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Wednesday, August 21, 2013

Egyptian Art

Copyright, Jim Lane
The Pyramids of Giza, mostly just
a good place to get your picture
taken among the buses.
Copyright, Jim Lane
Egyptian Excursion, 2010, Jim Lane,
Acrylic on papyrus. Do you have to be
Egyptian to paint Egyptian art?
With all the turmoil in Egypt so much in the news these days, and having spent a couple days in that country in 2010, it seems fitting to me to delve into the art of the Nile River basin. It is with a great deal of foreboding that I do so. Once you get past King Tut, the pyramids, Nefertiti, and the many statues of Ramses II, Egyptian art becomes mind-boggling complex. For one thing, there's so MUCH of it, stretching back nearly five thousand years. Likewise, a great deal is known about Egyptian art thanks to two factors--the preservative qualities of the desert environment and the early utilization of papyrus in art production. Add to this the fact that much of what we know about Egyptian art is literally engraved in stone, which tends to be a pretty archival substance. The other problems involved in studying Egyptian art is that we have learned to read hieroglyphics and are thus familiar with the very long and convoluted history of that country's culture. For anyone tackling Egypt's contribution to the world art culture, the difficulty seems to come down to TMI--too much information.
Memi and Sabu, 2575-2465 BC,
Fourth Dynasty, likely husband and
wife and friends of the pharaoh.
Egyptologists have tried to simplify all this by dividing the history of Egypt into various periods--the Old Kingdom (left), the New Kingdom (below, right), the Third Intermediate Kingdom, Roman Egypt, etc. Does it help? Frankly, not much. Beyond that they speak of ruling dynasties, which are at least numbered, but once more, there are so many of them. I'd have to say that, without a doubt, Egyptian art history constitutes the most difficult area of study in the history of art history (rivaled closely by Greek art). Yet, as much as we might like to ignore such complex studies, we can't just go along pretending it all didn't happen. I can't count the number of times, in dealing with other topics, that I've had to refer back to Egyptian art as having provided an important input into the development of our world art culture.
Khonsu's outer and inner coffins,
painted gesso on wood, 1279-1213 BC.
New Kingdom, 19th Dynasty.
There are three basic themes in Egyptian art (1.) Life after death, (2.) Pharaoh Glorification, and (3.) Everyday Life on the Banks of the Nile (what we might term genre art). The earliest of these is the first one, the whole, elongated study of tomb art (right) which stretches for the first 2,500 years pretty much up through the birth of Christ. The vain-glorious monumental statues of pharaoh after pharaoh among Egyptian architectural ruins make up the second. The third area, Egyptian genre art, to me seems the most interesting and most neglected. I'm far more fascinated by how the (to use a recent phrase) lower ninety-eight percent lived than the top two percent.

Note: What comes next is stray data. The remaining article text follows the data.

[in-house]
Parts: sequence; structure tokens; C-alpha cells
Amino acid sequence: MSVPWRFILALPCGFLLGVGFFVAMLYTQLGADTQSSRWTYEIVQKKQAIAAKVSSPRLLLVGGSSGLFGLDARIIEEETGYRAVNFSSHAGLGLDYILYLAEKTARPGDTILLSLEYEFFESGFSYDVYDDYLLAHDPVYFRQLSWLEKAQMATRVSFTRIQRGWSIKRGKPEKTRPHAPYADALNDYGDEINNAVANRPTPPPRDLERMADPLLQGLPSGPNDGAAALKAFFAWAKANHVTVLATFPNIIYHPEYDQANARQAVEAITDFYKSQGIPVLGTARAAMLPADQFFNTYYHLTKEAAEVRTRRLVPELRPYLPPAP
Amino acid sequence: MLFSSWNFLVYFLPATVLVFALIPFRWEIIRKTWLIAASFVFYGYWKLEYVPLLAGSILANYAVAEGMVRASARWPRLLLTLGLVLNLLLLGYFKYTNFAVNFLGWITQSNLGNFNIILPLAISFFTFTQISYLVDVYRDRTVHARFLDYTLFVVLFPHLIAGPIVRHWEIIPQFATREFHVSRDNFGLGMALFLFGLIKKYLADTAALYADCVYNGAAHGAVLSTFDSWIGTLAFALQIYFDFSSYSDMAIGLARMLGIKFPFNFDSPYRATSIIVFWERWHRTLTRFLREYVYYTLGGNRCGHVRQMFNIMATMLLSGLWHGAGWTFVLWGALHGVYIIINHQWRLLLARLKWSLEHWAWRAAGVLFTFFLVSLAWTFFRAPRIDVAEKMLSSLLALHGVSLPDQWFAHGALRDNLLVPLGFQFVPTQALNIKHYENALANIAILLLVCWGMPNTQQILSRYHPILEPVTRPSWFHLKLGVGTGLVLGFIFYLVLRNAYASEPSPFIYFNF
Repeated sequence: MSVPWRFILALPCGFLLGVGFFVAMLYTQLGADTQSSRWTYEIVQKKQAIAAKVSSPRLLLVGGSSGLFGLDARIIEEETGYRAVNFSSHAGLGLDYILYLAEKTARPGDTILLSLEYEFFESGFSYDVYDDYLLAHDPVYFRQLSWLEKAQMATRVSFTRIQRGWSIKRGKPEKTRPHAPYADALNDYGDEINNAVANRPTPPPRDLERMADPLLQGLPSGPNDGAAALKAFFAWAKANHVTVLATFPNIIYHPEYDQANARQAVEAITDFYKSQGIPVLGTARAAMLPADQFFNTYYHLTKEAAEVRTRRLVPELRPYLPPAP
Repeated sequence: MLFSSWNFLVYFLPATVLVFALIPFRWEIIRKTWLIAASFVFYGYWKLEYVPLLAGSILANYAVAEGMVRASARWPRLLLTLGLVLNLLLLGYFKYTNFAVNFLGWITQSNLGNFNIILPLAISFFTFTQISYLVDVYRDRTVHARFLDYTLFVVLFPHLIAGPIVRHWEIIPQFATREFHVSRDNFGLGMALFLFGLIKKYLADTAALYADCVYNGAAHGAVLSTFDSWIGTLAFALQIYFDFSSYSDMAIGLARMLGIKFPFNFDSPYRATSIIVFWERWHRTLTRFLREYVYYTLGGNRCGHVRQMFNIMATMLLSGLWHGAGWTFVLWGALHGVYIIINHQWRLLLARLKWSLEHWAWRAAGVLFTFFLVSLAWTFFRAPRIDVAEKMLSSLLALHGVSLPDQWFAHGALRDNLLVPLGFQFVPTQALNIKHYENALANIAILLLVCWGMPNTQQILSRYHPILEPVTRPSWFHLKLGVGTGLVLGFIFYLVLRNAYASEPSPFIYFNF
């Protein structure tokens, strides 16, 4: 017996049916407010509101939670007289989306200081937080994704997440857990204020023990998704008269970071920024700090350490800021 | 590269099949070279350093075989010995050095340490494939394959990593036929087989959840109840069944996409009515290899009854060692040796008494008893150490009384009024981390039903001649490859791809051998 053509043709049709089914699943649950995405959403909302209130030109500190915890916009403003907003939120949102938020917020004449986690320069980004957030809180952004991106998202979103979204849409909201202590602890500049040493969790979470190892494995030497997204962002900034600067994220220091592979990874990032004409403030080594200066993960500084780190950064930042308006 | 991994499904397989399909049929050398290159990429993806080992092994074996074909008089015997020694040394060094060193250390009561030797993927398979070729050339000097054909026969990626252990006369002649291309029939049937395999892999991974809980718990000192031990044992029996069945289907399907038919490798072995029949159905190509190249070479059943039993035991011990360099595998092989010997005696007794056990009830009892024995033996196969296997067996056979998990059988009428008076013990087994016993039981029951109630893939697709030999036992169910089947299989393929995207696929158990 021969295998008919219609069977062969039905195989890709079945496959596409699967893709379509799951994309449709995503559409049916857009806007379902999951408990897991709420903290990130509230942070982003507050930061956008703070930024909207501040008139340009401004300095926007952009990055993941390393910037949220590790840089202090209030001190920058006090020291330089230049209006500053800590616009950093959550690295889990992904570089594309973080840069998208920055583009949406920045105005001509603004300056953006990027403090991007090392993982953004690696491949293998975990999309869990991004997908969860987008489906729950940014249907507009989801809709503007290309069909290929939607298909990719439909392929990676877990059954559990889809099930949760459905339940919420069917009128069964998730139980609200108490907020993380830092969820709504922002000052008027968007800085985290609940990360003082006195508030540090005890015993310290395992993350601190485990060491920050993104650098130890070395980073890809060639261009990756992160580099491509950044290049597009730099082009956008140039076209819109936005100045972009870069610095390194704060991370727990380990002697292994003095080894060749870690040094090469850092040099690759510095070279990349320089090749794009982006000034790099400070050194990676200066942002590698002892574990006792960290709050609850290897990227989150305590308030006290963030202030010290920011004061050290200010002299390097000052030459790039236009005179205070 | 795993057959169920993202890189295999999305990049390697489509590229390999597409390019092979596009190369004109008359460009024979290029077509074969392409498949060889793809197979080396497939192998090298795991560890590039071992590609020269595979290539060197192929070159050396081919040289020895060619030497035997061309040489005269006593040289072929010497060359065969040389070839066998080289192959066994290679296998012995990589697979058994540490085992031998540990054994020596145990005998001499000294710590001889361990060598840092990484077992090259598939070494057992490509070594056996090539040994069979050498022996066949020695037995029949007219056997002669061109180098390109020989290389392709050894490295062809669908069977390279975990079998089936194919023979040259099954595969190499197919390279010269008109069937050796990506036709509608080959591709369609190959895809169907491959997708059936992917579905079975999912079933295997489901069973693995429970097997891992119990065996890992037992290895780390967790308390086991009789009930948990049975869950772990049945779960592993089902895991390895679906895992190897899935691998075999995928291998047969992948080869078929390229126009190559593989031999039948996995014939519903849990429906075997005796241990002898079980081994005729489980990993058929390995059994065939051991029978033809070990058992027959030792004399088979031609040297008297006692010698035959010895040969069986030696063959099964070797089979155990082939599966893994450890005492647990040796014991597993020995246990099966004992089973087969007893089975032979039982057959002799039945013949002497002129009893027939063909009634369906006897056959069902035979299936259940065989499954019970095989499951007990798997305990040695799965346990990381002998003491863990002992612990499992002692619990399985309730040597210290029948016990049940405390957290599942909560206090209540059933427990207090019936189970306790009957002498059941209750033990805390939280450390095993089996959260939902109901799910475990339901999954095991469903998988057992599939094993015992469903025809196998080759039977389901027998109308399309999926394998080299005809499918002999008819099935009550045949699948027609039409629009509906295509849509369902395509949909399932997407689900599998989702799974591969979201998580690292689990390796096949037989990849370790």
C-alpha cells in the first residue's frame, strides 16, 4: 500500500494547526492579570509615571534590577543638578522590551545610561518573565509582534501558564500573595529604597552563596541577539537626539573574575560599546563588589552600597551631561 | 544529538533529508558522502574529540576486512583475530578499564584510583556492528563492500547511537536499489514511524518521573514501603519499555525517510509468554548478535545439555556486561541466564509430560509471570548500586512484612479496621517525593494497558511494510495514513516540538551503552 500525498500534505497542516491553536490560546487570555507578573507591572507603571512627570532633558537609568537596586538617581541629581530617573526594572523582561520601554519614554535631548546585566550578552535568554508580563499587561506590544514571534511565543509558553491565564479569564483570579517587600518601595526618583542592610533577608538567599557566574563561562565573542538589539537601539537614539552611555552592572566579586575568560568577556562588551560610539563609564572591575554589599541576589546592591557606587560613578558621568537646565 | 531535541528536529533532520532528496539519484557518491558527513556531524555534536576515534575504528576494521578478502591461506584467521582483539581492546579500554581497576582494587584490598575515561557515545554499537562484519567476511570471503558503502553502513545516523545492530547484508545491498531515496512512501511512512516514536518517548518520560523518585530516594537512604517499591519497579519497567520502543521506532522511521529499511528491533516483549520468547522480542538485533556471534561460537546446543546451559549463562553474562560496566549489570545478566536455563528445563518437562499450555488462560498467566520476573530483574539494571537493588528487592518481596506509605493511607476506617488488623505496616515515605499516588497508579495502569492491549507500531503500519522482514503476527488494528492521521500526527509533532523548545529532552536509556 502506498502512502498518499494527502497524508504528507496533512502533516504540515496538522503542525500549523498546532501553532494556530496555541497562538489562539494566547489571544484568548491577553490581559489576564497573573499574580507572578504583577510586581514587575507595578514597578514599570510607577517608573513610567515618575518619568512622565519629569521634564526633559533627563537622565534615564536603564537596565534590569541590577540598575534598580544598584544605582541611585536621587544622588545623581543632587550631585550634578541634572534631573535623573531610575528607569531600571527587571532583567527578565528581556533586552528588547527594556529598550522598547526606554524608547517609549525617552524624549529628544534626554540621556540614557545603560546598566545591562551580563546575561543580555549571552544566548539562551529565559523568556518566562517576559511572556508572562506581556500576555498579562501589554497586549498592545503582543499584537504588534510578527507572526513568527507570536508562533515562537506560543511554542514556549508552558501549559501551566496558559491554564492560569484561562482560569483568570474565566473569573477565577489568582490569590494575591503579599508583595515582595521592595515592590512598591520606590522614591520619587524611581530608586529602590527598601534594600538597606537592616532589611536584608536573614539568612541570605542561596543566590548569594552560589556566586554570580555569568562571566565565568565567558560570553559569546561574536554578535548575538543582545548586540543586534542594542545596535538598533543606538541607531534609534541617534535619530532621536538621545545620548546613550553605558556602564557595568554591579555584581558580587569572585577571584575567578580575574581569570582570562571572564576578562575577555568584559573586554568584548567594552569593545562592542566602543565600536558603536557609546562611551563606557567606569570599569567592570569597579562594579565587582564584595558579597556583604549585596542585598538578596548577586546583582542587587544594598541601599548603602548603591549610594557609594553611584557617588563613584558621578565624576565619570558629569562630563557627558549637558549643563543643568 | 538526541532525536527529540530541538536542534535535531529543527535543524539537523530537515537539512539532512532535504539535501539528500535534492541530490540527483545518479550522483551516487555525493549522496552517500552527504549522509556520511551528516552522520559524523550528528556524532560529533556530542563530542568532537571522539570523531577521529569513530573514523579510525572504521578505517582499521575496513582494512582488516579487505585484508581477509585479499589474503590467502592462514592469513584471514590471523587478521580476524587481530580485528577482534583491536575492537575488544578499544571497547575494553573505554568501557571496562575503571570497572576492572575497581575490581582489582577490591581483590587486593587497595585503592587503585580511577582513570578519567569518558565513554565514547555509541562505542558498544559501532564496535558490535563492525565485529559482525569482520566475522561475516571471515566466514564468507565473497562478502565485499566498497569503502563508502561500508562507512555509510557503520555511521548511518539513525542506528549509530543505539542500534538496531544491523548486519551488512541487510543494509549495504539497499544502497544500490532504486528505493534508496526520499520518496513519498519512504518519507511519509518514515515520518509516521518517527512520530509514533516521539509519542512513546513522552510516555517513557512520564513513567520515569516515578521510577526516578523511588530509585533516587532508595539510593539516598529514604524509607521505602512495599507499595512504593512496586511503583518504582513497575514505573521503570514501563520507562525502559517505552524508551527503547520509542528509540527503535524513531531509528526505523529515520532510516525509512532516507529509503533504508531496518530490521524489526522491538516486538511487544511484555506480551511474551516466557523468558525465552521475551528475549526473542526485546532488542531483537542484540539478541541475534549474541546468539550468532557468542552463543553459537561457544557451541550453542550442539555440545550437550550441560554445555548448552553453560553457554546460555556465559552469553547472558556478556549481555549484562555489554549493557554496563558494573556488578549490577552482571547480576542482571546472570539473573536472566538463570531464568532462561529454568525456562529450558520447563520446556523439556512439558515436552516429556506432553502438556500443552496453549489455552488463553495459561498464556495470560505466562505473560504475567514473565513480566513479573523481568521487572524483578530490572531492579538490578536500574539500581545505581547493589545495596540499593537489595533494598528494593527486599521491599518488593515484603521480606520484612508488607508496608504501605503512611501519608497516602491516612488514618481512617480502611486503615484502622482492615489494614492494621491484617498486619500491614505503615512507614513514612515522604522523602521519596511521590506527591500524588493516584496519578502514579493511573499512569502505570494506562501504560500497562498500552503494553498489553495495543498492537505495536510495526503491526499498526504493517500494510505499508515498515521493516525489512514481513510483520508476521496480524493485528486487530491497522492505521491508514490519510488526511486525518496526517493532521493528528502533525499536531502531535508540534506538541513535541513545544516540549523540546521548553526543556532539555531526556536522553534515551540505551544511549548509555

Osiris here weighs the heart of the deceased (figure on left, nearest the scales) and finds
her worthy to enter the afterlife. Virtually every detail here is known, which makes this
scene from "The Book of the Dead" as interesting as it is exasperatingly complex. This
work is from the Third Intermediate Period, 21st Dynasty.
No discourse on Egyptian art would be complete without mentioning the "Book of the Dead." As seen above, the art is typical of what we think of as the Egyptian formula, faces shown in profile, bodies drawn at an angle. The "Book of the Dead" did not exist in a single scroll but has been compiled from multiple sources such as that above and from tomb walls. It consisted largely of "spells" designed to aid those passing from this world to the next and dates primarily from the intermediate period, the eleventh to the seventh centuries BC. However, it was still in use as late as 50 BC.

Everyday life along the Nile, when appearing in Egyptian tombs, very often dealt with
either hunting or farming, as seen above in these images from the Old Kingdom period roughly 4,500 years ago.
Virtually all of what I termed Egyptian genre painting derives from the walls of the hundreds of tombs recovered during the past few centuries from the sands and preservation of the dry, desert heat. As a result, we know much more regarding Egyptian life, culture, history and artistic development than any other civilization in pre-Christian history. However, Egyptian art and culture did not end when Octavian invaded the country following the defeat of Cleopatra and Marc Anthony at Actium in 30 BC. Egyptian art did, however, become "Romanized," losing much of his formulaic past in favor of Latin realism. In effect, it became "modernized."

The Library of Alexandria, 2002, its main reading room can handle 2000 visitors.
The history of the Egypt during the Christian and Islamic eras is as tormented and complex as it's many periods and dynasties earlier; but, even today, there continues to be a distinctively Egyptian quality to its modern art, as seen in the architecture of its modern-day Library of Alexandria. Designed in the shape of a flattened cylinder tilted toward the sea, the structure is as modern and functional as any to be found. With its massive skylight and eleven different levels, the new Library of Alexandria attempts to replicate in function, if not in form, the storehouse of art, and knowledge of the original, destroyed by fire around 30 BC. Let's hope, with all the violence besetting Egypt today, this one doesn't suffer the same fate.

Copyright, Jim Lane
Interior of the Library of Alexandria is shaped somewhat like a terraced
amphitheater with two museums, gift shops, and more than a million
volumes comprising three major languages in its collection.


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